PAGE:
The data inside those plugins is saved and sorted in the form of records. Each record has its own unique formID which is used to identify and link to it. These records function like layers, and only the one on the top can be read – it covers up all those below. If one of the layers below the one on top edits the same record, a conflict arises. This is also called The Rule of One.

To elaborate, here is a simplified example:

  • Plugin A.esp
    • Record 1
    • Record 2
  • Plugin B.esp
    • Record 2
    • Record 3

Our two example plugins both edit two records, and both of them touch Record 2. This is a conflict! Since Plugin B is lower in the load order, it will overwrite Plugin A and its version of Record 2 will be loaded in the game.


How such a conflict is solved depends entirely on the nature of the conflicting edits. In some cases, conflicting plugins should both have their edits forwarded. Assuming Plugin A gives Faendal a new bow and Plugin B changes his hairstyle, we would want to retain both these changes. To that end, we will create a new layer – a new plugin. This new Plugin C.esp will contain Record 2 with the edits from Plugin A and Plugin B. It must be loaded after both Plugin A and Plugin B to take effect.

  • Plugin A.esp
    • Record 1
    • Record 2
  • Plugin B.esp
    • Record 2
    • Record 3
  • Plugin C.esp
    • Record 2

This is how conflict resolution patches work.


Occasionally, a patch is not necessary to properly resolve a conflict.

Let’s assume Plugin A adds a bow to Faendal like in our example above and Plugin B contains a minor fix for Faendal’s AI package. After checking in SSEEdit, you discover that Plugin A already contains the fix from Plugin B. In this case, you can resolve the conflict by simply switching their load order.

  • Plugin B.esp
    • Record 2
    • Record 3
  • Plugin A.esp
    • Record 1
    • Record 2

Now Record 2 from Plugin A (containing the new bow and the AI fix) overwrites Plugin B‘s Record 2, and both changes will appear in-game.


Remember that ESM files are always loaded at the top of your load order (the bottom of your “stack of layers”). The USSEP’s plugin is an ESM-ified ESP, so you can place it directly below the five official master files. In your load order, it looks like this:

000 Skyrim.esm
001 Update.esm
002 Dawnguard.esm
003 HearthFires.esm
004 Dragonborn.esm
005 Unofficial Skyrim Special Edition Patch.esp

This is your base – all the game’s data with some specific layers fixed by the USSEP. Any mod you install must be placed below the USSEP here which means it overwrites your base layers.

If we open up only the five official ESMs in SSEEdit and take a look at the individual records, we won’t have to search long before we find a conflict. As you can see below, there are three layers – Skyrim.esm, Update.esm, and Dawnguard.esm – that all edit the “Flame Cloak” magic effect record.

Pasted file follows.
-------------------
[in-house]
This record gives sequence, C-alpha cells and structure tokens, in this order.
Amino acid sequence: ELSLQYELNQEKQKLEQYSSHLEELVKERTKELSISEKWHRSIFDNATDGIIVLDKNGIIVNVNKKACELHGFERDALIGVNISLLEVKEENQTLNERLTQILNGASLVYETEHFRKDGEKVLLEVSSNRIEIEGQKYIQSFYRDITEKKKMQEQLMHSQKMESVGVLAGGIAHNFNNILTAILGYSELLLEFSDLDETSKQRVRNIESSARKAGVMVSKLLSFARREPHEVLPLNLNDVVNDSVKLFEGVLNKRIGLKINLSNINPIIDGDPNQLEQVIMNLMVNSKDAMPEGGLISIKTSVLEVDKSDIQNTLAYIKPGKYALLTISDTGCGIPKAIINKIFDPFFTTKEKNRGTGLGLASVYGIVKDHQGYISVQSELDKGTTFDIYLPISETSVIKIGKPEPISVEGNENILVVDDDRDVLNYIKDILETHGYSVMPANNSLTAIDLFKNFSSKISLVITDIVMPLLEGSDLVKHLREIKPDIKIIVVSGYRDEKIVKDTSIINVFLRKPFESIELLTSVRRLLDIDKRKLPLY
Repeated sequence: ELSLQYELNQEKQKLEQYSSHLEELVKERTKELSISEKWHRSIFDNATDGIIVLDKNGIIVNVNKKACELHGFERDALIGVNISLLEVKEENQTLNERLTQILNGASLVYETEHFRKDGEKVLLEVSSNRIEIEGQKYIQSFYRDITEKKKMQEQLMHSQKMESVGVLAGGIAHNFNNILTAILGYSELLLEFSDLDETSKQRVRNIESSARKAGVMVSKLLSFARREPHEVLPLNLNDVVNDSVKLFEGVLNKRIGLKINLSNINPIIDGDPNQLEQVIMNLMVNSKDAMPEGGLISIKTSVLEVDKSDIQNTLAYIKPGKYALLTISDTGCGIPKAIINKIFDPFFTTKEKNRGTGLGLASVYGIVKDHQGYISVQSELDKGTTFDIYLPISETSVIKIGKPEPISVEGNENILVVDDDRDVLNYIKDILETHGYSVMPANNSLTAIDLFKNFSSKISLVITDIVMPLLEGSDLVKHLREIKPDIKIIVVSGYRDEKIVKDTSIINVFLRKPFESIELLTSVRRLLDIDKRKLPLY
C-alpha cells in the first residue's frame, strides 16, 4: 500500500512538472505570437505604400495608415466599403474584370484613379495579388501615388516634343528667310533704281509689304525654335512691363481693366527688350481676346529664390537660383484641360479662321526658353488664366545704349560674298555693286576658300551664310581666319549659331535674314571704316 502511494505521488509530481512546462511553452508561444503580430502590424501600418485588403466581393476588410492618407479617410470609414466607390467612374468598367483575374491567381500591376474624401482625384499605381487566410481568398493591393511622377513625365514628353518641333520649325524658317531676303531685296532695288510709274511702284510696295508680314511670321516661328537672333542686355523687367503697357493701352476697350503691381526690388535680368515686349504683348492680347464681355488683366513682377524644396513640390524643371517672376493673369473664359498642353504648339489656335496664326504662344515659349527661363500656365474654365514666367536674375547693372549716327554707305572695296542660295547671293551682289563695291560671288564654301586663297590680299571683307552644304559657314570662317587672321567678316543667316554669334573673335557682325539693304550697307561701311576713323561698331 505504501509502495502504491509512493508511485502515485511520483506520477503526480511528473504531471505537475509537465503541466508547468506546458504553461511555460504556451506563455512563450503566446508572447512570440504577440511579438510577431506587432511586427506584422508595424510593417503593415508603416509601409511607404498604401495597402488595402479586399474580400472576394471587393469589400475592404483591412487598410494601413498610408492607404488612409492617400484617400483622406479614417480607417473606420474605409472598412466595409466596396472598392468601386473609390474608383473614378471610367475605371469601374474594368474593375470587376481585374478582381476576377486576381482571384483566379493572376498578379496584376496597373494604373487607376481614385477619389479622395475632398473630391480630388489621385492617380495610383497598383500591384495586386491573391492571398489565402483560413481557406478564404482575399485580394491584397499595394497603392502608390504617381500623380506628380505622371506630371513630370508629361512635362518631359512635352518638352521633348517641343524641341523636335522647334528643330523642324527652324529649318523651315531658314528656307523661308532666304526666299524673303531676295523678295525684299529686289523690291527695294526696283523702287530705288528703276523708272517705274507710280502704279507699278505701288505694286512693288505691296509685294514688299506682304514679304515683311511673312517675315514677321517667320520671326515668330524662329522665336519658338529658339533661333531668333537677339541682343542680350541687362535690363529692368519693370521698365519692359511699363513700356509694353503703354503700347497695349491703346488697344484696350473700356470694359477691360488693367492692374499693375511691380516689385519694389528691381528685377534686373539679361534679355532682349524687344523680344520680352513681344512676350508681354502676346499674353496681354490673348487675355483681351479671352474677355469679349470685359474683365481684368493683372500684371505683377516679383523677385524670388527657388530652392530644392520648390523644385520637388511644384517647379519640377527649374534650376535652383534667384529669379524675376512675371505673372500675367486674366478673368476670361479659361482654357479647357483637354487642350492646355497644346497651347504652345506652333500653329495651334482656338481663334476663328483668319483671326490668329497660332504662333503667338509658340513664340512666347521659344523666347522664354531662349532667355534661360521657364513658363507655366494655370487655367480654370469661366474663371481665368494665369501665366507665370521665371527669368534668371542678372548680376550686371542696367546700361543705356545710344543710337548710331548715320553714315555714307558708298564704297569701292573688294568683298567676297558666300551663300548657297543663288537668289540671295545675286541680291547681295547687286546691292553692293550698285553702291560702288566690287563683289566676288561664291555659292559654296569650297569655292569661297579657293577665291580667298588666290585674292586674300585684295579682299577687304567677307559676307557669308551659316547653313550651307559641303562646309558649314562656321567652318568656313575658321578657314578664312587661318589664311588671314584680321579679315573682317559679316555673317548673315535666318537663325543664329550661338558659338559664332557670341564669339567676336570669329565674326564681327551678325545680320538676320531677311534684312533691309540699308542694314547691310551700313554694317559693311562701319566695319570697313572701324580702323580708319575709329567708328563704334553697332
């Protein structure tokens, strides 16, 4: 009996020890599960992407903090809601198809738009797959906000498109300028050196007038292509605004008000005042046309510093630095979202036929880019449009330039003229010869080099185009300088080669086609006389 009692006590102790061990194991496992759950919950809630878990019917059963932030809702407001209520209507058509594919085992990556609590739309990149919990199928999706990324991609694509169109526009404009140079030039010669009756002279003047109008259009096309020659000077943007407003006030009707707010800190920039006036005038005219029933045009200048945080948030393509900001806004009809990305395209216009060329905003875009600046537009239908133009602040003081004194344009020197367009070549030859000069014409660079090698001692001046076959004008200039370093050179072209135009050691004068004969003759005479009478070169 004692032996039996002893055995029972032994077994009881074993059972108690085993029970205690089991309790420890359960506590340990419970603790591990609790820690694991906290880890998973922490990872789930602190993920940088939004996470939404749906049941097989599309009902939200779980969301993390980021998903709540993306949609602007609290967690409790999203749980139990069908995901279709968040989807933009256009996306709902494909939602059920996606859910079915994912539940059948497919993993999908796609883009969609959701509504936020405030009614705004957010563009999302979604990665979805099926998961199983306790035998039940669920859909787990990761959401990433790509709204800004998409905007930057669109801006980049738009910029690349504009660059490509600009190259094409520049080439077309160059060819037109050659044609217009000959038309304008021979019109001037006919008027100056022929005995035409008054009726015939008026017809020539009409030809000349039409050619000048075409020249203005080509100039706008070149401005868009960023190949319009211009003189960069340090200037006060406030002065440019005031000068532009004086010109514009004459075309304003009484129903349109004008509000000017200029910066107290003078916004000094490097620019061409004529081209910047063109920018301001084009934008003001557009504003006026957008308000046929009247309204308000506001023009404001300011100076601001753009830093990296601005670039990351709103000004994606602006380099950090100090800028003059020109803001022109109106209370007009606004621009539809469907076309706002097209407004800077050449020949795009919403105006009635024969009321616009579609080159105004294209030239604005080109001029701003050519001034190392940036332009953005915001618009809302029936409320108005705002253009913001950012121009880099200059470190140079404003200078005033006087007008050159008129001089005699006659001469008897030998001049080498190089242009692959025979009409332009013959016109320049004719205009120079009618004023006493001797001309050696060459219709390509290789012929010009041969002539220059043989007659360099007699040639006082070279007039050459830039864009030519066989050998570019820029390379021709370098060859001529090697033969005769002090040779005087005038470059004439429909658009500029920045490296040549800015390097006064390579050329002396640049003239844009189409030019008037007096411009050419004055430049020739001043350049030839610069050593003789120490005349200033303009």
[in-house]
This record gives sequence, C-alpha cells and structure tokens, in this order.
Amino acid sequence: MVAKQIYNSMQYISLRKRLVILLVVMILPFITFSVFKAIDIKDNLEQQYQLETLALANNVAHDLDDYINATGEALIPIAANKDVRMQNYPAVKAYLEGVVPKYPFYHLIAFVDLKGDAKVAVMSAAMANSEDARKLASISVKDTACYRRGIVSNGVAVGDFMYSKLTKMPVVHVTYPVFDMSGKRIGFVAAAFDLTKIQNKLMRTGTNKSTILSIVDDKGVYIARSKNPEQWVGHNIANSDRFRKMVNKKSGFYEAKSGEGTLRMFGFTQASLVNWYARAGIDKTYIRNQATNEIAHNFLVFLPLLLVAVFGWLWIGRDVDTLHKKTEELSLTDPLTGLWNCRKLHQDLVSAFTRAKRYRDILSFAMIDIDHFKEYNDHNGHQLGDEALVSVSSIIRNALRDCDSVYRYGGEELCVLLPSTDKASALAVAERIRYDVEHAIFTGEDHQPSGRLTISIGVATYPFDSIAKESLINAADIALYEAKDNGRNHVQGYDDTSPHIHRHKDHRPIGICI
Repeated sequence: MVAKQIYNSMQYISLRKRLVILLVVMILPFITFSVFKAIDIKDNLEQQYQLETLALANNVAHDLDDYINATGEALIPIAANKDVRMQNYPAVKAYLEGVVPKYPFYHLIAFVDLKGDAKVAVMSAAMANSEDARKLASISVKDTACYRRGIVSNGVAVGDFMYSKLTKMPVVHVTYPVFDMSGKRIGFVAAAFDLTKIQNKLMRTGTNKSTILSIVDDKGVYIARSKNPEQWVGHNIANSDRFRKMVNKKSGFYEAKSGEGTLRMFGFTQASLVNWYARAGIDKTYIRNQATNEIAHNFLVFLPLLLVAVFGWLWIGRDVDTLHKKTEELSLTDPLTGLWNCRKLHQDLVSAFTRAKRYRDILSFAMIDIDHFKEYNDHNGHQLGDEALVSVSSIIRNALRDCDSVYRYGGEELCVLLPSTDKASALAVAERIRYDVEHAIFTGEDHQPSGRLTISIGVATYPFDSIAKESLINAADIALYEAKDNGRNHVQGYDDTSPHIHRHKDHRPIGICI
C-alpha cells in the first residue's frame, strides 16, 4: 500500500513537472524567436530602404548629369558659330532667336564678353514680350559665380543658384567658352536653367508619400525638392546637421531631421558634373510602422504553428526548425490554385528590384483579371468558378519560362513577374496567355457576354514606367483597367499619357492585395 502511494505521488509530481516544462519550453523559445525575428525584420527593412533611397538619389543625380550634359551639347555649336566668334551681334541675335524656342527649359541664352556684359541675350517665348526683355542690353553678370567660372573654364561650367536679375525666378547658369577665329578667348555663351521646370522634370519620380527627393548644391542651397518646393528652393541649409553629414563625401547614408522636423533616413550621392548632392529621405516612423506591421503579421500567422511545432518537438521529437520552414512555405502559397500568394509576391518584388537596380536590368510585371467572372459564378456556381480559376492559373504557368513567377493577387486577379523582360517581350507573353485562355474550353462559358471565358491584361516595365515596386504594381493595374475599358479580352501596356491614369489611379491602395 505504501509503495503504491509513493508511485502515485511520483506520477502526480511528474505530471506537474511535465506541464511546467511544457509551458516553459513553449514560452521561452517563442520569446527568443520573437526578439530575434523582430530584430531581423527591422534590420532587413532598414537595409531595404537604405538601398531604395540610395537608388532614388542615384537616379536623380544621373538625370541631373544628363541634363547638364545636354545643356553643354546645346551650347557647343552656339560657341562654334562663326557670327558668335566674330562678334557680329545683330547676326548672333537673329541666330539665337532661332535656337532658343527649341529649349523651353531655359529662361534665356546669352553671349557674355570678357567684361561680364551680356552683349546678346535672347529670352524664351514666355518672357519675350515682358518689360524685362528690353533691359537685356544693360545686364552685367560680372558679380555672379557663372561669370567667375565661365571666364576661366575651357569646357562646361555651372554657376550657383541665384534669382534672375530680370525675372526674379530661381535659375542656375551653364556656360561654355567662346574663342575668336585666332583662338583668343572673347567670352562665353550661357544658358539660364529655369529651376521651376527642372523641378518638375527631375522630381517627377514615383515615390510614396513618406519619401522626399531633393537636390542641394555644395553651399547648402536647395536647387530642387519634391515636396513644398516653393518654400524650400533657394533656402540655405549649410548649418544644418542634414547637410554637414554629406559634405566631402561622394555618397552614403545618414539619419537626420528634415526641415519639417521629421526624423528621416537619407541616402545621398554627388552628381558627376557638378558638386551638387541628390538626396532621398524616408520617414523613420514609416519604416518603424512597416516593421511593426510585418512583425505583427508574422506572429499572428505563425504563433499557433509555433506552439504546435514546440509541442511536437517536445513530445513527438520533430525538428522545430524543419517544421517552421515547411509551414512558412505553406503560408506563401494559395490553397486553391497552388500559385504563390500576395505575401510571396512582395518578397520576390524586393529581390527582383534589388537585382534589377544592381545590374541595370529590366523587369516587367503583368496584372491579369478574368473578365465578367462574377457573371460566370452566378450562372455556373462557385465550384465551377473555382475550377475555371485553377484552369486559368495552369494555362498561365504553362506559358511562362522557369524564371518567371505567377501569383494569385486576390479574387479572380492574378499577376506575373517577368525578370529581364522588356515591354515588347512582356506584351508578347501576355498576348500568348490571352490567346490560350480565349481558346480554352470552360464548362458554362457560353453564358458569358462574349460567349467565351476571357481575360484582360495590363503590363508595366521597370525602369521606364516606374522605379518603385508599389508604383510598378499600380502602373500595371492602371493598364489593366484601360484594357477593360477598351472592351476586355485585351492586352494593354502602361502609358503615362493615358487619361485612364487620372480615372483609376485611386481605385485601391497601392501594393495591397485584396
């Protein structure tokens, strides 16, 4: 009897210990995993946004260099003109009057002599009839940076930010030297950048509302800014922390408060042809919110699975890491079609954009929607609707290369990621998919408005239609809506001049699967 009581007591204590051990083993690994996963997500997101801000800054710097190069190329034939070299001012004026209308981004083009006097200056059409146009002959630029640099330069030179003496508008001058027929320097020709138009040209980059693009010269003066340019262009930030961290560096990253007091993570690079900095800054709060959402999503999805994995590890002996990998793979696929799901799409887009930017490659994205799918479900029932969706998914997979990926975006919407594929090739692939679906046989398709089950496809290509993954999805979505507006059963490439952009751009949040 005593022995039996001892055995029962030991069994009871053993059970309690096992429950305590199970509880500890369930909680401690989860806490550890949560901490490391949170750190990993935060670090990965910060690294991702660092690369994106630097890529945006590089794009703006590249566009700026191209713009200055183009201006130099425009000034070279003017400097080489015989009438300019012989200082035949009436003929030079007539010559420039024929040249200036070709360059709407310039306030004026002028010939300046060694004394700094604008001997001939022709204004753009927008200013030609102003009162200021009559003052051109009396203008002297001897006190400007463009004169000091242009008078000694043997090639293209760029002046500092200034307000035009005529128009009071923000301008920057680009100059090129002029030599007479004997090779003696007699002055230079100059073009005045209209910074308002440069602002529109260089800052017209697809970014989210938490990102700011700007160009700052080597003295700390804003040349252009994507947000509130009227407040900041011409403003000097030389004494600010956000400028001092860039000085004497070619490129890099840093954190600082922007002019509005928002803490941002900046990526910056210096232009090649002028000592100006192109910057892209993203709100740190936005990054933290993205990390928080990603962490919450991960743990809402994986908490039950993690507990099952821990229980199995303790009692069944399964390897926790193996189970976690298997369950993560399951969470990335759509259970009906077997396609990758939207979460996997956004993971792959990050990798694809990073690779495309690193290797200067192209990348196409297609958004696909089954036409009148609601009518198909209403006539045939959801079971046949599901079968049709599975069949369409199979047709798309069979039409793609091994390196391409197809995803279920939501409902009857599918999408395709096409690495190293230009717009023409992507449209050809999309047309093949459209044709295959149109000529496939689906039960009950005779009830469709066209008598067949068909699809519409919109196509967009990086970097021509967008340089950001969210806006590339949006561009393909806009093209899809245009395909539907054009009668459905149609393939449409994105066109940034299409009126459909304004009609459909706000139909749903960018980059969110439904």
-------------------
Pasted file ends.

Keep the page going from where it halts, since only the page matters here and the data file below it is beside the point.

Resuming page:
The first of the three (the one loaded at the top) is Skyrim.esm, and it adds two keywords in its own layer. Next comes Update.esm with a new layer, and it includes both Skyrim.esm keywords but adds a third one. And finally, Dawnguard.esm has its own layer in which only one of the two original keywords is included, and it also did not incorporate the new keyword added by Update.esm.

So how do we fix that conflict? By creating a new layer.

The entire record gets copied into a new plugin that is placed “on top of the stack”, meaning it is loaded below/after the five official master files. This new plugin now adds the new layer into which we can drag (copy) all relevant edits to resolve the conflict.

Fortunately for us, the Unofficial Skyrim Special Edition Patch already did this as we can see when we open it in SSEEdit:


We established that there are two ways to address a conflict: by creating a new layer (a patch) or by adjusting the load order.

Most people are discouraged by the complexity of plugins and SSEEdit, so they prefer to rely on the mod author’s instructions on compatibility and load order and patches made by others. There’s nothing wrong with that! It’s the “casual” approach and requires the least amount of time and effort, so long as you read the mod descriptions and keep your mod list short, otherwise you will break your game or produce countless bugs and issues with no idea how to fix them.

When that happens, people usually ask for support in one of the modding forums. They will then be told to use LOOT – the Load Order Optimization Tool. Technically, there is nothing wrong with that either – LOOT accesses a master list with priority rules (determining where specific plugins should be placed) and is also capable of analysing your plugins themselves.

After running LOOT, you will likely be advised to create a Merged Patch with SSEEdit which automatically merges all conflicting records together. And finally, you “should” use Wrye Bash (yet another mod manager) to create something called a Bashed Patch to merge the levelled lists.


LOOT is not perfect. It doesn’t have rules for every plugin available, and it does make mistakes. To ensure that a long load order does not contain any critical conflicts, you would still need to go through all your plugins by hand – even after running LOOT – in order to create your custom conflict resolution patch.